Q. What is the biggest opportunity for skateboarding?

A. In a world where kids are fighting for individuality, I think skateboarding can offer that and we really need a way to relay that to kids and capture them. There seems to be more kids then ever and with skateboarding now reaching its second and even third generation of skateboarders we now have the history to show kids how amazing it is.

Go Skateboarding Day is a great thing that will hopefully show kids that don't skate what they are missing.

Q. Should skateboarding be an Olympic sport?

A. This is a question that becomes more about personal opinion then really what is good or bad for skateboarding. To me, if somebody wants to go through the effort of trying to make skateboarding conform to the Olympic format, great. It can only help skateboarding grow.

The bigger question is, can skateboarding be packaged to fit the Olympic format without taking away from its vast individuality that really has no equal? As an industry I really don't think we are there yet to really understand how to change skateboarding to fit the Olympics. We all know they won't change the Olympics to fit skateboarding.

Q. If you had a magic wand and could make one improvement to the skate industry, what would it be?

A. We as an industry have failed in making the retailers and consumer realize the impact and importance of pro and branded product. Other industries have done a much better job at this. We are one of the few sporting good categories that have the issue of price point and blank/shop product.

There will always be a need for price point, but in order to have a healthy industry it needs to be the minority and not the majority.

Doug PalladiniDoug Palladini, vice president of marketing, Vans

Q. What is the biggest challenge facing skateboarding right now?

A. Giving consumers important reasons to support brands. We simply cannot allow skateboards to become commodity items with no brand loyalty.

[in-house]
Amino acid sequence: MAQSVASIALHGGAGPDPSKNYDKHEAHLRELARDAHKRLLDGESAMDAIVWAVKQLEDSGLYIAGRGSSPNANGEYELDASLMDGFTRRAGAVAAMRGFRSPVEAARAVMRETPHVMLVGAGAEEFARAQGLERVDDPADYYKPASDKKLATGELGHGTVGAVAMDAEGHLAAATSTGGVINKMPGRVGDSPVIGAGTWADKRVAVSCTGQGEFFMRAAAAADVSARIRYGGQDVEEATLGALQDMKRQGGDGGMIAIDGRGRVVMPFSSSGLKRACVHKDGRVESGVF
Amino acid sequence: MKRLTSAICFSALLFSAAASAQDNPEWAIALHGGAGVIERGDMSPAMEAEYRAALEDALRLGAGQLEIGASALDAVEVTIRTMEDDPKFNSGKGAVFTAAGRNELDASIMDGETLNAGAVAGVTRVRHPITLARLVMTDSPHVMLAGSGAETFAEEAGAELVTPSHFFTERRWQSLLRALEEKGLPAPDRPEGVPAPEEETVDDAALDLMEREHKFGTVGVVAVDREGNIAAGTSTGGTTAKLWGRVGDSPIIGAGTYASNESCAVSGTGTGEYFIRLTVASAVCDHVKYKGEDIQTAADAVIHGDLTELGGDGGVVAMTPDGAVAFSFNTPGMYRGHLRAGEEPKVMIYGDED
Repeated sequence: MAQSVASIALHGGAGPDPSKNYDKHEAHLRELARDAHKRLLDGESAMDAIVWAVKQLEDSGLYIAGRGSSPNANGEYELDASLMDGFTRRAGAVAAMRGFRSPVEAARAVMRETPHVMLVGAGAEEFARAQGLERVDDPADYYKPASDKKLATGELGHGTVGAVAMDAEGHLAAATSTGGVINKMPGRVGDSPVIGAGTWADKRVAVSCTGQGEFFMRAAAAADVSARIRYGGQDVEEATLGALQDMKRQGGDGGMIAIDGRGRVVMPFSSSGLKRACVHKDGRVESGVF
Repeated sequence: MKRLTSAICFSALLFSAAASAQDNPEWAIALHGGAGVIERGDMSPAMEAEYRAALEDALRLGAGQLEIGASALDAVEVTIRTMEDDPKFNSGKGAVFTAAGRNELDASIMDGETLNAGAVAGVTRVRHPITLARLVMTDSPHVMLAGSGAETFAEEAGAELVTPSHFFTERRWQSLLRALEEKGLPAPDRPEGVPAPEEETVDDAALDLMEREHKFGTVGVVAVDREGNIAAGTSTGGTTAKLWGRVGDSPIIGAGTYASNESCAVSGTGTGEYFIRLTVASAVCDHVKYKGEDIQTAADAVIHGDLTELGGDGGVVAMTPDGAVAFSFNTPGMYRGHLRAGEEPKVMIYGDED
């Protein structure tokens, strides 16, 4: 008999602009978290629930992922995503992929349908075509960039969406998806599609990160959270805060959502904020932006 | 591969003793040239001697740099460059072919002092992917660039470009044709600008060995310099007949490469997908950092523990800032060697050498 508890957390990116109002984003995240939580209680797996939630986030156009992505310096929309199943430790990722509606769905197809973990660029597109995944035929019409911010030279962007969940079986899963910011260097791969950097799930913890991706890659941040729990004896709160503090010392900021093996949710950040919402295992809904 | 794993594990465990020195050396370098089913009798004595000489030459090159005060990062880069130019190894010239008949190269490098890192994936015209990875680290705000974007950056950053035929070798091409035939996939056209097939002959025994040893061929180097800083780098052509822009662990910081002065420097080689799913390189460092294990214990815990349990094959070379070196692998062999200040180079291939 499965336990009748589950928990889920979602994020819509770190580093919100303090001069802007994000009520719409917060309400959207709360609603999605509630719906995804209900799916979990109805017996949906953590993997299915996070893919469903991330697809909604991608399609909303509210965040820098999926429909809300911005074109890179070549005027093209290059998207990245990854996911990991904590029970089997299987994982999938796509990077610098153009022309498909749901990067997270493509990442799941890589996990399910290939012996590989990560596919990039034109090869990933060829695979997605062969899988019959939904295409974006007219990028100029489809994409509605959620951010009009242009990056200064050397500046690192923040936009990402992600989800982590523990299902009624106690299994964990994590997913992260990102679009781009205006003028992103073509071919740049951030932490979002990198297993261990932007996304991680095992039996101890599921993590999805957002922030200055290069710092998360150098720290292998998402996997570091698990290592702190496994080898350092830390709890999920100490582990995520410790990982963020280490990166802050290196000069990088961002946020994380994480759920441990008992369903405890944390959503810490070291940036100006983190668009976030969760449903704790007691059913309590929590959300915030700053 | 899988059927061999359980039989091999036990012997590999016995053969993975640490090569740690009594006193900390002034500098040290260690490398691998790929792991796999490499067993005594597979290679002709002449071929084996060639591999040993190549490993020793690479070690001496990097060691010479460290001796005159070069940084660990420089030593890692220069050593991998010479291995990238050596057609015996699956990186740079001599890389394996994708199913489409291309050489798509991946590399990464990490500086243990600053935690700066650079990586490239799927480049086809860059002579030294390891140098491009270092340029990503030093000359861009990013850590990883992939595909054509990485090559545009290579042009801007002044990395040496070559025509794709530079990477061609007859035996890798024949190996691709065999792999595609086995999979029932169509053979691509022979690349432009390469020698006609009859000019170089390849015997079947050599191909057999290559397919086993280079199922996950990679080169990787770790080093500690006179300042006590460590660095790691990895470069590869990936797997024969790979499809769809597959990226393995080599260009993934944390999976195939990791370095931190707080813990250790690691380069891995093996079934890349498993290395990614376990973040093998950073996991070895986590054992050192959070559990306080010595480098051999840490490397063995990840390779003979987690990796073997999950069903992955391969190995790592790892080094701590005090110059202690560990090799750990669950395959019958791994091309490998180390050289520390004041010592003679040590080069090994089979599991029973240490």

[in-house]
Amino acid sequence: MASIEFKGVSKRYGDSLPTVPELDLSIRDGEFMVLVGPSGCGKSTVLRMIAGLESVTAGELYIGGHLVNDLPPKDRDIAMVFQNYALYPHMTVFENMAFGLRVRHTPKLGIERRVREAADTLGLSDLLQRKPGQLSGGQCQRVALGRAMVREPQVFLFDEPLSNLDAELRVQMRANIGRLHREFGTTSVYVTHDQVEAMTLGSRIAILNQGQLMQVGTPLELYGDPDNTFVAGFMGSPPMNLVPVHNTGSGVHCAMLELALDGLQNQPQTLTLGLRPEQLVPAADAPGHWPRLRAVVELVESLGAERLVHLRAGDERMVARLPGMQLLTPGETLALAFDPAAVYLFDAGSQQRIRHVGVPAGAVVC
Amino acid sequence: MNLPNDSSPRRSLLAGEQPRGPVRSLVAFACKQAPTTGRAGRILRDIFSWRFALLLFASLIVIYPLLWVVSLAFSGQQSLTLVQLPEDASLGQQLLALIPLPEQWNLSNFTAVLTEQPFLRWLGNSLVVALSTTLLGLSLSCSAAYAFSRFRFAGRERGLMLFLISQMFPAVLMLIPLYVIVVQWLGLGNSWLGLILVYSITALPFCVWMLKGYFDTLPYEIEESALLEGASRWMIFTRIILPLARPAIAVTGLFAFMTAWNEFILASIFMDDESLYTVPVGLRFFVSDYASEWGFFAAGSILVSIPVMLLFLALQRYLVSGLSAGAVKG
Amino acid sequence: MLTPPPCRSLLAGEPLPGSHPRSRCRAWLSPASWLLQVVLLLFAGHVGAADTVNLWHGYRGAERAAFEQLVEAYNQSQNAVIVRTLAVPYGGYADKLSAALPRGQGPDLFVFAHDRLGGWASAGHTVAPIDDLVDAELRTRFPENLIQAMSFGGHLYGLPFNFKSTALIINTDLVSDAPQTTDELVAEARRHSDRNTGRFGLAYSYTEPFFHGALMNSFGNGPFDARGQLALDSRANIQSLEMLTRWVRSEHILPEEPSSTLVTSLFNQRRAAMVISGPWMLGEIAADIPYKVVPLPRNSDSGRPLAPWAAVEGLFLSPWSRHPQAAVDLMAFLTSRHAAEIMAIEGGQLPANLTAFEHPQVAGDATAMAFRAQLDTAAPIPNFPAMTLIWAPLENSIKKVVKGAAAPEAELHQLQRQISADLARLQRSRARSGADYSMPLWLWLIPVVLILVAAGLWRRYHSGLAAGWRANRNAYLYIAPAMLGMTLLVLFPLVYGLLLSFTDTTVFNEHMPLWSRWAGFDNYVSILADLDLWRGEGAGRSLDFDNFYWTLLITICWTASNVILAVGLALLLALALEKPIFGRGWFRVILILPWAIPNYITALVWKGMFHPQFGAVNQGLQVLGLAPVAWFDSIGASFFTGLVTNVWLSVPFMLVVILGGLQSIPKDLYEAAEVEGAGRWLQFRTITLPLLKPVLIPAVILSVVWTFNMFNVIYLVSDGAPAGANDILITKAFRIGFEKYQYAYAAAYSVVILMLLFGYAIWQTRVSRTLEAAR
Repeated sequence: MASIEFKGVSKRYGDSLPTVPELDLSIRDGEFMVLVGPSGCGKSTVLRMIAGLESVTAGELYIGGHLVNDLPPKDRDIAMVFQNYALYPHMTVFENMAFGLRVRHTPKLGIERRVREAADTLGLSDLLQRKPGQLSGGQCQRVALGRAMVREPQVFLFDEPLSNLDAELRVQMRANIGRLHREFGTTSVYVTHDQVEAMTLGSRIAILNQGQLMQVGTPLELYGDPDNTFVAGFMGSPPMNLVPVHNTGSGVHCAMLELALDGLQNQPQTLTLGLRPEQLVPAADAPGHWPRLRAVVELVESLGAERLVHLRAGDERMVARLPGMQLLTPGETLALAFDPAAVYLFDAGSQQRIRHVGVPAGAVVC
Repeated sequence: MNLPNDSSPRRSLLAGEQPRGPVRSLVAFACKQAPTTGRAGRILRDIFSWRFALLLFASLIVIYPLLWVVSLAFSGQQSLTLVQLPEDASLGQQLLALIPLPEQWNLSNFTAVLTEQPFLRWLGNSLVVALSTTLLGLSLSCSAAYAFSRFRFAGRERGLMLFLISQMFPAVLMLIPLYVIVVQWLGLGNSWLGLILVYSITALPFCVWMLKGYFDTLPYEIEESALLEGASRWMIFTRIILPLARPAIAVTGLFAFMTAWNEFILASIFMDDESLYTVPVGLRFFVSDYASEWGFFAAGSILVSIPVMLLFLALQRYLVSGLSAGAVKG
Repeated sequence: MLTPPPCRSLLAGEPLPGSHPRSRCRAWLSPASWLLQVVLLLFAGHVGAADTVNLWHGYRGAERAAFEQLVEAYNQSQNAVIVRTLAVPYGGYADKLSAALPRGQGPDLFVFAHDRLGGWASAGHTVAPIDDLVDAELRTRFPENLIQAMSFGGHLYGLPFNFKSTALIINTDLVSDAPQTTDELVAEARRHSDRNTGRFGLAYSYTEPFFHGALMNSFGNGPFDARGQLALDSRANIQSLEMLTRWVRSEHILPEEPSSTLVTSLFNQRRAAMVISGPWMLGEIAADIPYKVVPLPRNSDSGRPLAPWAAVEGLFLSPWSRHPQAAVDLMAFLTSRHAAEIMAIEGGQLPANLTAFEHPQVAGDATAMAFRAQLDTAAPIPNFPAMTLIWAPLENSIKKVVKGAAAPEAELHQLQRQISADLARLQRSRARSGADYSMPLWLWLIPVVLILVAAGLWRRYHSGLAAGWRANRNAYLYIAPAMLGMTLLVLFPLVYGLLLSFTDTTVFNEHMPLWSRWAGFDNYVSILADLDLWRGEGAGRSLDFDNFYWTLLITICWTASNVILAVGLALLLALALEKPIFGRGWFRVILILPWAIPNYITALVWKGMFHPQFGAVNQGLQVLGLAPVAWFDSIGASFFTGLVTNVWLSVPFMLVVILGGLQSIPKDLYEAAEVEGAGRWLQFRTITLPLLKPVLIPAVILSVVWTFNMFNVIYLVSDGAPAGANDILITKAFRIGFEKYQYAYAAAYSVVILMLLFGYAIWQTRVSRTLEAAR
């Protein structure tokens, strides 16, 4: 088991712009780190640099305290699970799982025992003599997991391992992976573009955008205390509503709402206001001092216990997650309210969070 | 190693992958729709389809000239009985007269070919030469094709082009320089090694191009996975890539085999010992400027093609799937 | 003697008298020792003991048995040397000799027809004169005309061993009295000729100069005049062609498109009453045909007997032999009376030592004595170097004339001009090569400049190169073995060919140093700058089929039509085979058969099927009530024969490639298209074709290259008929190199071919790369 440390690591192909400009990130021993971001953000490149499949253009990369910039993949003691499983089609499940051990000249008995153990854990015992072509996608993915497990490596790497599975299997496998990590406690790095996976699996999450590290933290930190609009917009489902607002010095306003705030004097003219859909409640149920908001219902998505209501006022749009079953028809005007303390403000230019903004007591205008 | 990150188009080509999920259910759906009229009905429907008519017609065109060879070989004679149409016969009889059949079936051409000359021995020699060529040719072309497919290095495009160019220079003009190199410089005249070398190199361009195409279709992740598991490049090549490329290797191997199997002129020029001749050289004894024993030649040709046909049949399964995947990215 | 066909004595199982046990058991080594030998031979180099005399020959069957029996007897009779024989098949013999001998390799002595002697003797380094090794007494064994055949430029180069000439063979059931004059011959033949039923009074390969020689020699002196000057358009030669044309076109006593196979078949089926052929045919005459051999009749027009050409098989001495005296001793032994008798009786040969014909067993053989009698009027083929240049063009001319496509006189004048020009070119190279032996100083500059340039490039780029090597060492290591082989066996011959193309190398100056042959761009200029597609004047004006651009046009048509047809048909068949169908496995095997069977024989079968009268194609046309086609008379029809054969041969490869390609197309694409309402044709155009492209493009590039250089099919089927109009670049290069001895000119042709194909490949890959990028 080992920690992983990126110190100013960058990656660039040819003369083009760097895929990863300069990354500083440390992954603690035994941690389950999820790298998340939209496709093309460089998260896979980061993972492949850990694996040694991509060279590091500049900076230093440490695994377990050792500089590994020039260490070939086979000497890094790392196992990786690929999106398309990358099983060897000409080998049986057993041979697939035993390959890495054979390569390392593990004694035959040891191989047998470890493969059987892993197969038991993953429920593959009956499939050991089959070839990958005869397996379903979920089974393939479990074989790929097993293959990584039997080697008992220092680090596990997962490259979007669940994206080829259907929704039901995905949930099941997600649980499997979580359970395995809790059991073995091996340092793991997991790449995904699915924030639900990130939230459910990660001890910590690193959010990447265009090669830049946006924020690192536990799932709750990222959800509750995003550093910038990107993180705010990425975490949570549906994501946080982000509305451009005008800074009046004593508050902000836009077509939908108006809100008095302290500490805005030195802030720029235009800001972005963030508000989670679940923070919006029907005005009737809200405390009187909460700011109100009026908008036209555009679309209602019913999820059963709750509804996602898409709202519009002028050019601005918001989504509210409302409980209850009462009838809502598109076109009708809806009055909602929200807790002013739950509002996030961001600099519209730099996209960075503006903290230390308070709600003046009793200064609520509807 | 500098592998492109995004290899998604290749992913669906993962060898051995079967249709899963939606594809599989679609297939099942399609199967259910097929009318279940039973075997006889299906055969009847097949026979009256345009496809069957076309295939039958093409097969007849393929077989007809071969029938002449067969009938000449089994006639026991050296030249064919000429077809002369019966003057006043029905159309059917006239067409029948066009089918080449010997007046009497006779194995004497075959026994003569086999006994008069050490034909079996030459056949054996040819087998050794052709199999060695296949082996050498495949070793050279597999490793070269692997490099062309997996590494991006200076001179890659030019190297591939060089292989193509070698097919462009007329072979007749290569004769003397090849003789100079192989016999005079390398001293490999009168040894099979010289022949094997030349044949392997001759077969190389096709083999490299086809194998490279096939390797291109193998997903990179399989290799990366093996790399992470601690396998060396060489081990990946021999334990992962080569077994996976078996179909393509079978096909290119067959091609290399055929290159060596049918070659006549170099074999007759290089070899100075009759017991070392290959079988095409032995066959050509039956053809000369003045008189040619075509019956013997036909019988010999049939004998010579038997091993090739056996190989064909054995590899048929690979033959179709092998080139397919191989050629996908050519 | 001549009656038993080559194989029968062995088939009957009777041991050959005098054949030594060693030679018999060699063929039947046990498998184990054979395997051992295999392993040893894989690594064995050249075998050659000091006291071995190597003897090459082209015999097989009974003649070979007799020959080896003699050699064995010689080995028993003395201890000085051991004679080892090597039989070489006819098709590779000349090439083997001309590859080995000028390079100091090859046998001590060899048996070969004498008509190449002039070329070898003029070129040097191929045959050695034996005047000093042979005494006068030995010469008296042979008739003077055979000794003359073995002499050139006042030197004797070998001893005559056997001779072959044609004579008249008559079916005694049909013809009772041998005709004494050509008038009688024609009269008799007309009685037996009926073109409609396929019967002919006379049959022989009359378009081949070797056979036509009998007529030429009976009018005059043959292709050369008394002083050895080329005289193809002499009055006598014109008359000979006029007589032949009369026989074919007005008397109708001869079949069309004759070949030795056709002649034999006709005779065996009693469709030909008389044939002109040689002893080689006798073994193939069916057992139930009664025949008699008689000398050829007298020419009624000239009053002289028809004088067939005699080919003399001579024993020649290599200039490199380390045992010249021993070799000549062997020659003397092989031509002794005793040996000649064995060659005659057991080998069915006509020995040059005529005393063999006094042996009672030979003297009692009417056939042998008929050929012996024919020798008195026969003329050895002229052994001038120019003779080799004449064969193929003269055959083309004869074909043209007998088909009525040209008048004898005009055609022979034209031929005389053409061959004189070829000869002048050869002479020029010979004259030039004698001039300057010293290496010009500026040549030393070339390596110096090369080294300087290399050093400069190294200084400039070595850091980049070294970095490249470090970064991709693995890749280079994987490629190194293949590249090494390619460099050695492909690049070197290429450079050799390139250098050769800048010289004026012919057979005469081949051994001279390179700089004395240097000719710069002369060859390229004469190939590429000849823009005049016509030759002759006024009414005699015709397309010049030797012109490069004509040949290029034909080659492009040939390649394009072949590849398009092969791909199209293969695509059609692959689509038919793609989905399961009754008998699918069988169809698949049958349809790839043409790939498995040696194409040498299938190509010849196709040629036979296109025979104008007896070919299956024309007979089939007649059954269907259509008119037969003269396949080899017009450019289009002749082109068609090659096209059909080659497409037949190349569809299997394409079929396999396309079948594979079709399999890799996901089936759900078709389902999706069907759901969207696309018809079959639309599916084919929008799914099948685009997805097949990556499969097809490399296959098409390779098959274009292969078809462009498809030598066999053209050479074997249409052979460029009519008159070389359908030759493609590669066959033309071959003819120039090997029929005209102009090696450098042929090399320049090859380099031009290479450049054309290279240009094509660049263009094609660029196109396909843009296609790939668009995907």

What is the biggest opportunity for skateboarding?

A. We as an industry should focus more on what makes skateboarding fun and what fills up skateparks all over the world every day. We still don't do enough of that.

Q. Should skateboarding be an Olympic sport?

A. I could possibly stomach vert skating as an Olympic sport, but that's it...

Q. If you had a magic wand and could make one improvement to the skate industry, what would it be?

A. I'd eliminate all of the toys, blanks, and crap skate hard goods out there and allow the quality brands to provide segmented product to support all levels of skateboarding.

Steven Van DorenSteve Van Doren, vice president of promotions, Vans

Steve will be barbecuing at the Vans skatepark at The Block at Orange on Go Skateboarding Day.

Q. What is the biggest challenge facing skateboarding right now?

A. To keep skateboarding alive during down times. All skate comanies need to share their problems together and learn from each other. Many companies have been through tough times before and know how to "shrink" to stay alive. But I think when the skate companies do that, it really hurts the retailers. I believe the bigger companies like Vans need to work along side the board, wheel and truck companies and help support their teams to keep traveling out to the retailers. Grass roots is where we all came from and there is nothing wrong with that.

Q. What is the biggest opportunity for skateboarding?

A. The opportunities are out there and its a perfect time to take market share from traditional sports. All you need is a board and a helmet and you're exercising and having fun. No big cost to just be skating.

Q. Should skateboarding be an Olympic sport?

A. Not needed.

Q. If you had a magic wand and could make one improvement to the skate industry, what would it be?

A. Idea. No pad law. Free skate areas in every ciity.